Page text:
By NewsDesk  @infectiousdiseasenews

In a follow-up on the monkeypox case recently confirmed in Dallas, Texas, the World Health Organization (WHO) published a DON Tuesday with some additional details:


On 17 July 2021, the IHR National Focal Point of the United States of America (USA) notified PAHO/WHO of an imported case of human monkeypox in Dallas, Texas, USA. The case-patient travelled from the USA to Lagos State, Nigeria on 25 June and also stayed in Ibadan, Oyo State, from 29 June to 3 July. He developed self-reported fever, vomiting and mild cough on 30 June, and a painful genital rash on 7 July. The case-patient returned to the USA, departing Lagos on 8 July and arriving on 9 July. He developed a facial rash on the next day. On 13 July, the patient attended a local hospital; fever was documented, and he was immediately placed under isolation.

Sample of a skin lesion was taken, and on 14 July, an Orthopoxvirus was confirmed by reverse transcriptase polymerase chain reaction (RT-PCR) by Dallas County. On 15 July, the patient’s skin samples tested positive for the West African clade of monkeypoxvirus via RT-PCR conducted at the US Centers for Disease Control and Prevention (US CDC) Poxvirus and Rabies Branch Laboratory. The patient is currently hospitalized.

At this time, the source of infection for this case is unknown. Although monkeypox is considered a zoonotic disease, the wildlife reservoir has not been determined. During an outbreak of monkeypox in human in 2003 in the USA, exposure was traced to contact with pet prairie dogs that had been co-housed with monkeypoxvirus-infected African rodents, imported from Ghana. Contact with wild animals (including live animals, meat for consumption, and other products) are known potential risk factors in enzootic countries. Prolonged contact with an infected person can also result in person-to-person transmission.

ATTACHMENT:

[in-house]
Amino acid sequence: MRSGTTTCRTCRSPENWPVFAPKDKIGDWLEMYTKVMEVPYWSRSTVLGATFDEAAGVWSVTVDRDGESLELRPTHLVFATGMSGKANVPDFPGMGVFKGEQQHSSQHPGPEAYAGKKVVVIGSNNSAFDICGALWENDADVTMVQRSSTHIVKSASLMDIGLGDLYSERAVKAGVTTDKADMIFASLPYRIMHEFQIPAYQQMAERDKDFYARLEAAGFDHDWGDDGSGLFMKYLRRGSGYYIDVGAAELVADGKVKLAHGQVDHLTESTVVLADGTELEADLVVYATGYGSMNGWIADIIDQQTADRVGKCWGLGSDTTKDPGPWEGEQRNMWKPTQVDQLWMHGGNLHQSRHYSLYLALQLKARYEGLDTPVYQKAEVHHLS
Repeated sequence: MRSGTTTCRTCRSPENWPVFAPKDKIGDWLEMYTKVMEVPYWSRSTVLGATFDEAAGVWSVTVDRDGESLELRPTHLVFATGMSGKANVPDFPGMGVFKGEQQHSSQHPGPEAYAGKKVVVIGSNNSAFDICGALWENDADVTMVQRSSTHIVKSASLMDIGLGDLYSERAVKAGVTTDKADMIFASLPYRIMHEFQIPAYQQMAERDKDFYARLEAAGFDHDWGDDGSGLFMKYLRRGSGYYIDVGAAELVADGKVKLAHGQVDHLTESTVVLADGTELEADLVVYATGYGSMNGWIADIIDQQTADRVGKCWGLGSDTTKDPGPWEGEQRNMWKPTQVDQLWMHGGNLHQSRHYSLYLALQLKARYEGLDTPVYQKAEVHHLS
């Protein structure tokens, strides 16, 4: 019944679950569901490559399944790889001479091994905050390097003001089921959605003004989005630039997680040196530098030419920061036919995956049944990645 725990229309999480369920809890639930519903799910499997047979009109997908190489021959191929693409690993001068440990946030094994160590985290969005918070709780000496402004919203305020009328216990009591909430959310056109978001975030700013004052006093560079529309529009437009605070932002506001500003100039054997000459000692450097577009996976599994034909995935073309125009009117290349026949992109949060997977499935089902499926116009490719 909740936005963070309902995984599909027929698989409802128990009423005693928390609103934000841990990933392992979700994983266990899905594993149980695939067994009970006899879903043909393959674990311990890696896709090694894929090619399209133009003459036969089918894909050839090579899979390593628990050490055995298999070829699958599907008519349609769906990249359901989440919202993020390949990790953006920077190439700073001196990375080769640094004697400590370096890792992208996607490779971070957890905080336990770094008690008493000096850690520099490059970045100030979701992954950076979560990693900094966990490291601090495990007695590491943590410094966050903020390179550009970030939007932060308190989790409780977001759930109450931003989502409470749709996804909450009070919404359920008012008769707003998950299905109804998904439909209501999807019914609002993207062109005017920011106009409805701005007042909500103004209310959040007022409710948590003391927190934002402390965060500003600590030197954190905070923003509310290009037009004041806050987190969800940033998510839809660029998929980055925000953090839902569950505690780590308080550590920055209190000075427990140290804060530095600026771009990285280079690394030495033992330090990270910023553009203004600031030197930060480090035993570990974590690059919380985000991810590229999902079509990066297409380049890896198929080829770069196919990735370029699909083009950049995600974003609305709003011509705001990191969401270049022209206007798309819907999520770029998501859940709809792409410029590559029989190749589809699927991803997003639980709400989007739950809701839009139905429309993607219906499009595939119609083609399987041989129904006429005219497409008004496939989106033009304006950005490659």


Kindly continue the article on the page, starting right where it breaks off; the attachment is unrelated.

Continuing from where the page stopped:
An outbreak occurred in Nigeria from 2017 to 2019, with cases still being reported in 2021. In addition to Nigeria, outbreaks have also been reported in nine other countries in central and western Africa since 1970. In 2020, over 6200 suspected cases were reported in the Democratic Republic of the Congo. Sporadic outbreaks among humans have occurred in other countries such as Cameroon or the Central African Republic.

This is the first time that human monkeypox has been detected in a traveller to the USA, and the first case reported in the USA since the outbreak in 2003. Human monkeypox in travellers from Nigeria has been documented on seven previous occasions since 1978. The earliest documented travel-related case occurred in Benin in a patient who had contracted the infection in Oyo State, Nigeria. Since 2018, six cases have been reported and confirmed in non-endemic countries via travelers to Israel (2018), Singapore (2019), and the United Kingdom of Great Britain and Northern Ireland (two cases in 2018, one in 2019 and one in 2021). Lagos State and Oyo State in Nigeria continue to report and confirm sporadic cases. Additionally, cases have been reported in South Sudan which were likely imported from the Democratic Republic of the Congo.